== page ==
Truancy 'not a major problem'

16th February 1996 at 00:00
Scottish Office research fails to prove that occasional absence leads to poorer exam results

The in-depth study of school attendance commissioned by the Scottish Office and used by Raymond Robertson, the Education Minister, to justify his recent attack on truancy has failed to prove that absence is rife in secondaries.

Truancy was "not a major problem" for five of the seven secondaries and their associated primaries that took part in the study, which was carried out by a team from the Scottish Council for Research in Education. However, the study did reveal a small group of persistent truants in each school who skipped lessons for between 10 per cent and 20 per cent of the time.

The research, as Mr Robertson forecast last November, also shows that absence in secondaries, with or without an excuse, leads to poorer Standard grade results.

The proportion of pupils with unexplained absences ranged from 14 per cent to 89 per cent. A statistical analysis of attendance records and Standard grade results revealed that, as absence increased, Standard grade awards dropped on average by at least 0.05 of a grade per subject for every 1.9 days' absence above the average. It made no difference whether the absence was explained or unexplained.

Heather Malcolm, senior researcher, commented: "Our findings confirm a link but it is important to note that they do not prove that absence causes poor performance at school, or conversely that poor performance causes absence. "

Mr Robertson has on several occasions insisted that schools have underestimated the extent of truancy, using previous reports that suggested some 60 per cent of school-leavers admitted to skipping lessons.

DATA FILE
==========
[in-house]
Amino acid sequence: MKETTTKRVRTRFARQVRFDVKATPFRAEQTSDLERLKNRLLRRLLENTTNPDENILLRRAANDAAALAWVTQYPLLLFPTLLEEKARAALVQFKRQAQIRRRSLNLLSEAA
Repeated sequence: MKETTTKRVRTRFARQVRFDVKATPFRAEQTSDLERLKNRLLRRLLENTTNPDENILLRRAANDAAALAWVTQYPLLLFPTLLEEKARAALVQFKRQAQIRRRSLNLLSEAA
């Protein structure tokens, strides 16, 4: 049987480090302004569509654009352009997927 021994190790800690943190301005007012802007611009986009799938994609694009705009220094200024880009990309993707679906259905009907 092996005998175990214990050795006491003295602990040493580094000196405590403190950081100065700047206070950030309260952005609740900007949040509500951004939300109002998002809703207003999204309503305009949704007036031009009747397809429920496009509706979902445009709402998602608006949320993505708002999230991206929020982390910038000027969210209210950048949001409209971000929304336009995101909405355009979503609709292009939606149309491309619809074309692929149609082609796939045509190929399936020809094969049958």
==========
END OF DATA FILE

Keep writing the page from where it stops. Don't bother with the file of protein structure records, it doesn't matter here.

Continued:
The latest evidence shows that over the two terms under study between a half and two-thirds of pupils were absent without explanation for less than five days. Nevertheless, concern is expressed that "an appreciable number" of pupils had high levels of absence.

Most truants felt uneasy about the effects of missing school and believed teachers were unwilling to help them catch up. They also say their parents were generally angry at their absences.

Secondary staff say truancy is an irritant and the researchers note "the degree of frustration and sense of added workload". The effect on fellow pupils was negligible with good attenders arguing that truants themselves were most affected.

Truancy is shown to be largely an issue for secondaries, although the research reveals that primary teachers may understate levels of absence. Rates of absence are not uniform between schools.

Skipping school to extend the weekend appears to be most common, as is absence on either side of holidays. The patterns do not differ between boys and girls and there is little evidence to support any belief in a large, steady rise in absence as the school year progresses.

Understanding Truancy, by Heather Malcolm, Graham Thorpe and Kevin Lowden. Scottish Council for Research in Education, price Pounds 10.

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